Virologic versus immunologic monitoring and the rate of accumulated genotypic resistance to first-line antiretroviral drugs in Uganda

Steven J. Reynolds, Hakim Sendagire, Kevin Newell, Barbara Castelnuovo, Immaculate Nankya, Moses Kamya, Thomas C. Quinn, Yukari C. Manabe, Andrew Kambugu

Research output: Contribution to journalArticlepeer-review

Abstract

Background: Viral load monitoring (VLM) to identify individuals failing antiretroviral therapy (ART) is not widely available in resource-limited settings. We compared the genotypic resistance patterns between clients with VLM versus immunological monitoring (IM).Methods: Between 2004-2008, 559 ART naïve clients were enrolled in a prospective cohort, initiated on ART, and monitored with viral load (VL) and CD4+ cell counts every 6 months (VLM group). From February 2008 through June 2009, 998 clients on ART for 36-40 months (corresponding to the follow-up time of the VLM group) at the same clinic and monitored with CD4+ cell counts every 6 months were recruited into a cross sectional study (IM group). Samples from VLM clients at 12, 24 and 36 months and IM clients at 36-40 months with VL > 2000 copies/ml underwent genotypic drug resistance testing.Results: Baseline characteristics were similar. Virologic failure (VL > 400 copies/ml) at 12, 24 and 36 months in the VLM group were 12%, 6% and 8% respectively, and in the IM group 10% at 36-40 months. Samples from 39 VLM and 70 IM clients were genotyped. 23/39 (59%) clients in the VLM group (at 12, 24 or 36 months) compared to 63/70 (90%) in the IM group, (P < 0.0001) had at least 1 non-nucleoside reverse transcriptase mutation. 19/39 (49%) of VLM clients had an M184V mutation compared to 61/70 (87%) in the IM group (P < 0.0001). Only 2/39 (5%) of VLM clients developed thymidine analogue mutations compared to 34/70 (49%) of IM clients (P < 0.0001).Conclusions: Routine VL monitoring reduced the rate of accumulated genotypic resistance to commonly used ART in Uganda.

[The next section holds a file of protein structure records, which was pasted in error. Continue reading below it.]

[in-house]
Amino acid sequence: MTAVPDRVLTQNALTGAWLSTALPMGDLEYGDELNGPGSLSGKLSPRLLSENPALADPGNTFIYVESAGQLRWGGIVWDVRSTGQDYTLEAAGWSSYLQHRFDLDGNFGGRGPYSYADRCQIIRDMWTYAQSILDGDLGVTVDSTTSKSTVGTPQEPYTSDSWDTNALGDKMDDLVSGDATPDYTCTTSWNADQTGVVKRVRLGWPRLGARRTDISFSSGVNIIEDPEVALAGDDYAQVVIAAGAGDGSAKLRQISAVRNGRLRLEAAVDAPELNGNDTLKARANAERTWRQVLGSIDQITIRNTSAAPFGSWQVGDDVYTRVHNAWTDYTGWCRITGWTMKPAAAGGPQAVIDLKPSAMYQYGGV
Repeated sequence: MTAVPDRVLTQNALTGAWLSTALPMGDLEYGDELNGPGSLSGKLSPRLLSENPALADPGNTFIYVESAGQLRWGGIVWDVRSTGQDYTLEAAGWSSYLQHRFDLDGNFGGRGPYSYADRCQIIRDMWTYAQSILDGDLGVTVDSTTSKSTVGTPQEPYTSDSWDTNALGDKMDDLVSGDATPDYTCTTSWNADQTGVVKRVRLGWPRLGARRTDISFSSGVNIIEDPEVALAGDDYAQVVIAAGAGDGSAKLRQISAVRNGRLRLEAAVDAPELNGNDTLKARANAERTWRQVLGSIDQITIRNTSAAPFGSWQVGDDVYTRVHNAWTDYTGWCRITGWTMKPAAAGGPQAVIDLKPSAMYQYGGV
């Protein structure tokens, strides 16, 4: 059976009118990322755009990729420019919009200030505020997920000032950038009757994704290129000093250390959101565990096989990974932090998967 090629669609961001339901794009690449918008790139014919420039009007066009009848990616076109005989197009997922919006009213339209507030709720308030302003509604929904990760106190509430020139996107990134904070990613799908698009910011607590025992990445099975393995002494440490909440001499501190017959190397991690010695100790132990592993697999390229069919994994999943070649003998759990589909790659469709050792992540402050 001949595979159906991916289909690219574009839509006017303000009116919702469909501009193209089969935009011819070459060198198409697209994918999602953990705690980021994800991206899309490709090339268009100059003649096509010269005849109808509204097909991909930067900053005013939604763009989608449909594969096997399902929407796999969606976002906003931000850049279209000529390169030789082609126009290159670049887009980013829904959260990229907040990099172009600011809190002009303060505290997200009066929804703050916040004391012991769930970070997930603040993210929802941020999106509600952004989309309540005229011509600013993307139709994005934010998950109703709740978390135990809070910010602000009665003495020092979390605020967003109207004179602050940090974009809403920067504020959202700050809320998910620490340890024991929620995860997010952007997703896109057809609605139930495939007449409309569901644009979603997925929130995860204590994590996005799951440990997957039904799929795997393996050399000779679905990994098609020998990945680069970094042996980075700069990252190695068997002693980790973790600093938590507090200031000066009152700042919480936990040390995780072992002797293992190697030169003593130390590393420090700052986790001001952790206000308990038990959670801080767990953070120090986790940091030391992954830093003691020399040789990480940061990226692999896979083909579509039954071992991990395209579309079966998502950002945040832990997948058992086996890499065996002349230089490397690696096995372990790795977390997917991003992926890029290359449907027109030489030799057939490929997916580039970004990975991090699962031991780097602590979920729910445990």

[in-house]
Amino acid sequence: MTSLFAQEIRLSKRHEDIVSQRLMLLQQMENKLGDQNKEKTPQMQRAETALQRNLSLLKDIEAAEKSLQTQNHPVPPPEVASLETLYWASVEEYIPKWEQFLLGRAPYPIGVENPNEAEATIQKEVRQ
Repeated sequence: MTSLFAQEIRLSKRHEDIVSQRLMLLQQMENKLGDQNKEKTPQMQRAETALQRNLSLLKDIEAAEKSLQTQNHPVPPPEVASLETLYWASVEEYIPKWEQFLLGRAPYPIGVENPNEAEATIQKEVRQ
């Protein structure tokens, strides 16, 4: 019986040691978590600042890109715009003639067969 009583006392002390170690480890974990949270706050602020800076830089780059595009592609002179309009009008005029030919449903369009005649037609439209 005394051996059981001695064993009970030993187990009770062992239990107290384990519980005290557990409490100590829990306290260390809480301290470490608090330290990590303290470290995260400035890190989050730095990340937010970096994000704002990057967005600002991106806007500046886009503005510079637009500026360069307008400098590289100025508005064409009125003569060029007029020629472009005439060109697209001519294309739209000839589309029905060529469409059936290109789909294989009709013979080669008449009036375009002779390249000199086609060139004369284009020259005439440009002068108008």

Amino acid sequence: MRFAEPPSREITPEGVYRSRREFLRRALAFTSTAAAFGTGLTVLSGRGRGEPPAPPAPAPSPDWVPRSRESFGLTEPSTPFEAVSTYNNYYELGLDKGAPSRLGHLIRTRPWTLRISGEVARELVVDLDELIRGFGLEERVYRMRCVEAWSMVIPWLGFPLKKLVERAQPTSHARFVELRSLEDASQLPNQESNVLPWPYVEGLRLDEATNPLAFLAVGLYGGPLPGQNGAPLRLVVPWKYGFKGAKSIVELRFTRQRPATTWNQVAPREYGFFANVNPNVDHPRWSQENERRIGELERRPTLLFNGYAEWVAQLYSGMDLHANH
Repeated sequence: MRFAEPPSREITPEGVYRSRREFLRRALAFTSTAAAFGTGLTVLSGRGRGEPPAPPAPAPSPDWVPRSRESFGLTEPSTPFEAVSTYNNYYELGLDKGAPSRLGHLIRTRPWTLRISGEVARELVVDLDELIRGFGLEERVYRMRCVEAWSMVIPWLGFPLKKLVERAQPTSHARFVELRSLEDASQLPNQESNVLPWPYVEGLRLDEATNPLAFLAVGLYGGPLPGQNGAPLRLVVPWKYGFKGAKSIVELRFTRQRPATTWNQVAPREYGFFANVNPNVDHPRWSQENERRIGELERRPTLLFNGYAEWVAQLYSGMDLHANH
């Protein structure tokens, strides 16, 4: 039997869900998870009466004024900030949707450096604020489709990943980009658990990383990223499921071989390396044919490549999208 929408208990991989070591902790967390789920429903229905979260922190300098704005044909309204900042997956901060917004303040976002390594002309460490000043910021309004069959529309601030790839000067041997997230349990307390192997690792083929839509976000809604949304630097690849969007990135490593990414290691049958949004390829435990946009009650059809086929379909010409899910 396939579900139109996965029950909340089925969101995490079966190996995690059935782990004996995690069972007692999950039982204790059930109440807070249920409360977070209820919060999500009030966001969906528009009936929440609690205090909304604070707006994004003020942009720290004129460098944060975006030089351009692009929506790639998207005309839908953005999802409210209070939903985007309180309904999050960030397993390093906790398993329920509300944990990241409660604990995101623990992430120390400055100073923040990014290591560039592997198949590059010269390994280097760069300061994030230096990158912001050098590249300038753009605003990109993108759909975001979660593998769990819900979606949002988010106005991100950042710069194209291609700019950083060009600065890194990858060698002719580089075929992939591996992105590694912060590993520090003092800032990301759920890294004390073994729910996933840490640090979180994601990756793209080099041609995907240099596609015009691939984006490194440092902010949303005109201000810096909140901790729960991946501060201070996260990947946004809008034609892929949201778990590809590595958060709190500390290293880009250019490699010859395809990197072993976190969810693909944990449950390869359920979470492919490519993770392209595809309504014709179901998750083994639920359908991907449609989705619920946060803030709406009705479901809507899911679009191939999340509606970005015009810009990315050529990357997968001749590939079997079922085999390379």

Original languageEnglish (US)
Article number381
JournalBMC infectious diseases
Volume12
DOIs
StatePublished - Dec 27 2012

Keywords

  • Antiretroviral therapy
  • Drug resistance
  • HIV-1

ASJC Scopus subject areas

  • Infectious Diseases

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